There have been a flurry of ayahuasca documentaries lately, but I think this one takes the cake. In 2012, Alex Ward lived out of a backpack for 8 months, participated in over forty shamanic ceremonies, and went exploring “far beyond the veil of reality with Ayahuasca.” A freelance artist and filmmaker, Alex was originally looking for artistic inspiration to spur his creative pursuits. But as he puts it, “I got a little more than I bargained for.”
Lucky for us, he made a short (26 min) video testimonial about the experience and what he learned from it. Check it out! Alex’s voice is hypnotic and even the music by The Fossil Club is sublime.
Alex has also produced a whole series of testimonials featuring the likes of Rick Doblin, Simon G Powell, and others called The Psychedelic Dialogues. You can find more of his work on his website, and connect with him on Facebook or Twitter. And if you’re really interested in his shamanic journey, check out his in-depth account. It’s fascinating.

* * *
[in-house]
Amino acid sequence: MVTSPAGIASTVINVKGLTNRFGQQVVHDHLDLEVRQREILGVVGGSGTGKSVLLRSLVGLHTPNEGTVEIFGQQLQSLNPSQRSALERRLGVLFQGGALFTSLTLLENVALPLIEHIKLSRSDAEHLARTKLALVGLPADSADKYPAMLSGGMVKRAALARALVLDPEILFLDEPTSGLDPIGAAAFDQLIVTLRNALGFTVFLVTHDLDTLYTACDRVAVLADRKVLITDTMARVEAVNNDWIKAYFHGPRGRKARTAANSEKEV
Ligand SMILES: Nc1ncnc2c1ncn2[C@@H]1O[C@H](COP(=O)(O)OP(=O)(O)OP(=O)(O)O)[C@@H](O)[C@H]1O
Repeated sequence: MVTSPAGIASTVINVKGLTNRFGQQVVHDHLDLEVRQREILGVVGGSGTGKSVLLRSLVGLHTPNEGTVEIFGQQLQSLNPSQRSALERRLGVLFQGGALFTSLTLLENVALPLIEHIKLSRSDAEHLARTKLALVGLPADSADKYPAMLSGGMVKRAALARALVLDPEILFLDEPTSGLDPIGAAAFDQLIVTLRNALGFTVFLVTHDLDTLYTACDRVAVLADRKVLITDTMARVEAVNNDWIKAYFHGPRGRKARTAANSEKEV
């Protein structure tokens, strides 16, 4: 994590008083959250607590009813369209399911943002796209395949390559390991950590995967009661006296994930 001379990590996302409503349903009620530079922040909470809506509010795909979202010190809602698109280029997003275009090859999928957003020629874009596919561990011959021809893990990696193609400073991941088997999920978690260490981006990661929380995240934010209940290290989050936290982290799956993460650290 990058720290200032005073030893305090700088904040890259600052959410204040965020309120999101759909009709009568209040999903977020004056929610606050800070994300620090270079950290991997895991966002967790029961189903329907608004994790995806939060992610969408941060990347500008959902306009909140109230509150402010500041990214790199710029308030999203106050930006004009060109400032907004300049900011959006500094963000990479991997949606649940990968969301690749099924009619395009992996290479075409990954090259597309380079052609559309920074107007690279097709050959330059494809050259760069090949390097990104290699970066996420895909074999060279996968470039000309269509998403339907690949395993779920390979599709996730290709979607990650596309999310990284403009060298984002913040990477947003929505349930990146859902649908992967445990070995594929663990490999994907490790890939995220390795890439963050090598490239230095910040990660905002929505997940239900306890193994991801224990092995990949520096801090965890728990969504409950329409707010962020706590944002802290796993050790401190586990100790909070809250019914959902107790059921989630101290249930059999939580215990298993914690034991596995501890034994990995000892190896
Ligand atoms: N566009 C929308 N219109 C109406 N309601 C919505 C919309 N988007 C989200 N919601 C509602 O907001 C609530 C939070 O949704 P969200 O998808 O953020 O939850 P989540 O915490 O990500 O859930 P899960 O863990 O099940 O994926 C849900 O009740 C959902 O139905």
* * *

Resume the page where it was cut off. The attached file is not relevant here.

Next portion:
One of my favorite parts of the film occurs about halfway through, where Alex describes the cathartic self-confrontation common to many psychedelic experiences:
An examination of our own ego, that which we equate with being ourselves, is commonly first on the agenda for explorers new to this. An examination of the conditioning one has picked up throughout their lifetime. Religious, philosophical, and political associations; fears, hopes, wants, and desires, all social conditioning you have received from culture—these will all be broken down in front of the psychedelic experience. And you will for the first time see yourself behind all these layers of your attachments.
…Taking Ayahuasca is like looking into the clearest mirror imaginable. The ayahuasca gets under all the wiring of the conditioning that created the ego you mistook as you. Knowing this, one then often proceeds through a purgative experience. All the negative emotional baggage you’ve unknowingly picked up here and there and held onto all these years is purged from your very being, shed like old skin.
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